Featured photo:“ Henna” , 51×68 cm, collage polimaterico, 2014; 3bis ( Particolare)
By Matteo Pacini*
At the first edition of the contemporary art fair Roma Arte in Nuvola, the Milanese gallery Artespressione by Paula Nora Seegy presents a selection of works by Domenica Regazzoni, a multifaceted and multiform Lombard artist who began painting in the early seventies, abandoning the figurative since the nineties in favor of a more abstract and formal setting.
Moved by an interest in the search for the intimate affinities that link color and matter, sound and word (S. Evangelisti, Haiku, Silvana Editoriale, 2021), she expresses herself in different artistic techniques from collage to material painting, from sculpture to engraving, alternating between the use of the hardest and most difficult to the most delicate materials. Coming from a family tradition that has always had ties with the world of textiles (her grandfather and uncle were tailors, her father, before becoming a famous luthier, was employed as a velvet selector at the Redaelli Vellutificio in Mandello), she was always fascinated by the textures and all kinds of fabrics in which her everyday life seemed to be wrapped:”(…) I remember that as a child, at the baker, at the grocer, everything was kept in those jute bags that reminded me of the one with which Santa Claus transported gifts and I have always kept the impression of a solid and precious wrapping of that material at the same time, how precious the content it held must have been. That rough and tough texture instilled in me a sense of protection”says Domenica.
“Henna”, 65×148 cm, mixed medium on canvas, 2015
Regazzoni’s material works are therefore characterized by the use of textile materials such as cotton canvases, jute, gauze which, in some cases, form part of the work itself (such as the series of works inspired by the songs by Lucio Dalla) and, in others, the matrix of precious monotype engravings.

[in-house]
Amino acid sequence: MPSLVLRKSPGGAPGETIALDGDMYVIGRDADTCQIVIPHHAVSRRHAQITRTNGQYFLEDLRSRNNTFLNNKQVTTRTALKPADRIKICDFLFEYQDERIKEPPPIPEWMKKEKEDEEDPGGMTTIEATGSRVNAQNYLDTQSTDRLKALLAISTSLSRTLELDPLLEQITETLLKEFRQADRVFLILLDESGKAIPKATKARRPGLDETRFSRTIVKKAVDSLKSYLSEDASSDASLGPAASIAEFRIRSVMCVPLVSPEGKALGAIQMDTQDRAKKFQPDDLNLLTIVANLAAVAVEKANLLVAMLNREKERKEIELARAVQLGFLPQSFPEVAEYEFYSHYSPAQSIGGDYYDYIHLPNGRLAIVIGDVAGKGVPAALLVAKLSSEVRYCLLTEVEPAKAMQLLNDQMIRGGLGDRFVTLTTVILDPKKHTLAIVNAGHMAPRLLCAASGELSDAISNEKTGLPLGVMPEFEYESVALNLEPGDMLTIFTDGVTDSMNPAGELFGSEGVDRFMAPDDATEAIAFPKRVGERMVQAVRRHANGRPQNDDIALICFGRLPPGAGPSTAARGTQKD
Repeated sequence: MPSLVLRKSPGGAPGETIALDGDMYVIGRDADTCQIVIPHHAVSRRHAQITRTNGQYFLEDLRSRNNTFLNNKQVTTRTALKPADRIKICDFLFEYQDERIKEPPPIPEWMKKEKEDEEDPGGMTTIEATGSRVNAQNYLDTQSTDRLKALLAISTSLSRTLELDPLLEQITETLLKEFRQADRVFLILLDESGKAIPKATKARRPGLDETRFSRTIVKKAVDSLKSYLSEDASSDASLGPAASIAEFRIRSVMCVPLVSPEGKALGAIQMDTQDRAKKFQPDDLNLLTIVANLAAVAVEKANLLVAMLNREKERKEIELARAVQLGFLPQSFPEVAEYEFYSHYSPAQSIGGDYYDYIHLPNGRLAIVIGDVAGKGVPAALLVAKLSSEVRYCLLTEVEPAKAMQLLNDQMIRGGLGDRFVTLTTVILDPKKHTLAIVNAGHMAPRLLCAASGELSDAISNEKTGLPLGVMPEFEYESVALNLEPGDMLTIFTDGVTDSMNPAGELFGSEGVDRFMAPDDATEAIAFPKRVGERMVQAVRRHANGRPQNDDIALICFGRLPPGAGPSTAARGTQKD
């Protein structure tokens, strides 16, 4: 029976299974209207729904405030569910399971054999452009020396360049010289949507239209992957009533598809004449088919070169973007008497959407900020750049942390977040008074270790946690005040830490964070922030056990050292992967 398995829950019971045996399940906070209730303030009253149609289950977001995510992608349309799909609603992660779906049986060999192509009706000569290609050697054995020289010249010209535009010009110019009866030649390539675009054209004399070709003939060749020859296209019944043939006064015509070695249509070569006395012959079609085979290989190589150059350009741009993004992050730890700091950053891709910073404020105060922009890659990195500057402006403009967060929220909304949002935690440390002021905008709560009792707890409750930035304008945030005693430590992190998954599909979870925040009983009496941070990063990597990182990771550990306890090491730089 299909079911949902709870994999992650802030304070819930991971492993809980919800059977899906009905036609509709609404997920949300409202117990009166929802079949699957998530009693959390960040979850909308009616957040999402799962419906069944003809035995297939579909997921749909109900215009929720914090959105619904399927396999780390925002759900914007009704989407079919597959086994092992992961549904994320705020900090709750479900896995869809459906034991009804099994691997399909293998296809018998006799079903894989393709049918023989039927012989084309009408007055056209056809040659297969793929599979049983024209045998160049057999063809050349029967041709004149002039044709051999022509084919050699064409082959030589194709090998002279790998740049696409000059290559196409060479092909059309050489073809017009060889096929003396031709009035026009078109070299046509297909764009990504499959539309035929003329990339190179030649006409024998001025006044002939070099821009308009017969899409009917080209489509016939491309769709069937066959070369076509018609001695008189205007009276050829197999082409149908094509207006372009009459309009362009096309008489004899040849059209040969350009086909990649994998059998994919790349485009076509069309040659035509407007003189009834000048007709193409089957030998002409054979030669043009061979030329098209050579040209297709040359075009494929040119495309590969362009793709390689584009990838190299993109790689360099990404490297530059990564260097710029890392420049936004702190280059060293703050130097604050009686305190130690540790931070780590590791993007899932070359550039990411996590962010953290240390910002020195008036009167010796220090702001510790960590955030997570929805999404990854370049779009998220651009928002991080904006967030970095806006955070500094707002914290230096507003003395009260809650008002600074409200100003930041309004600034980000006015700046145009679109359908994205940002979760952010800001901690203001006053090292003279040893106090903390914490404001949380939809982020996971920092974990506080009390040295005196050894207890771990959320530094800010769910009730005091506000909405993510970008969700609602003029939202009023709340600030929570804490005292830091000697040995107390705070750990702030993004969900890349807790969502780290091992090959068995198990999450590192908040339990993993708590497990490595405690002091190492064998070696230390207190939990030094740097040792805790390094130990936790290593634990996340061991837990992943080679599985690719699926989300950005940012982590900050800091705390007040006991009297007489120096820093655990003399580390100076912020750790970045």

From the point of view of the recovery and “rehabilitation of waste”, the excess material of the production process of the material works is preserved and acquires new dignity becoming, at a later time, the basis for the creation of new compositions.
As in the phase that saw her composing sculptures dedicated to music thanks to the recovery and assembly of violin processing scraps from her father Dante’s workshop, Domenica preserves every shred, every piece of fabric used for her material paintings, placing it at rest waiting for new inspiration that will give back to the “waste” a new dignity as a work of art.
“Haiku 9”, detail
In monoprint engravings for example, in place of the traditional zinc or copper plates engraved with chisel and burin, Domenica Regazzoni realizes the matrices by assembling pieces of fabric, jute, gauze or the same tarlatan with which the plates are cleaned, experimenting and playing with the chalcographic techniques and contradicting their vocation for infinite reproducibility in terms, creating unique pieces that, once released from the press, are further enriched by post-works, sheet by sheet, thanks to the experience gained in the study of the famous Milanese engraver Giorgio Upiglio.
In addition to the engravings, fragments of fabrics are assembled in that series of her works that Gillo Dorfles has defined “… refined polymaterial collages and minute but sensitive interpretations of the ancient Japanese Haiku”, an ancient Japanese literary tradition in the name of the synthesis that Regazzoni herself defines:“A handful of words and colors in which the foundation is not what is said, but what is not said. As in Kintsuji, the ancient Japanese art of repairing “shards”, the short Japanese poems helped me to collect fragments of my works and put them back together into new emotions”
“Haiku 9”, watercolor and collage, , 35x20cm, 2000
Domenica Regazzoni (Bellano, Lecco, 1953) began painting in the early 1970s. From her interest in the different artistic languages that link gesture and matter, music and poetry, the exhibitions “Colore Incanto”, inspired by the music of Mogol, and “Regazzoni & Dalla”, in collaboration with Lucio Dalla, are born. In 2003 she approaches sculpture with a series of works inspired by violin making, of which her father was a well-known professional, and since 2007 she has dedicated herself to engraving. She exhibits in Italy and abroad (Tokyo, Kyoto, Shanghai). She has made sculptures for the cities of Barzio and Segrate in Italy, and Bucharest abroad, some of her works are kept in various public and private collections.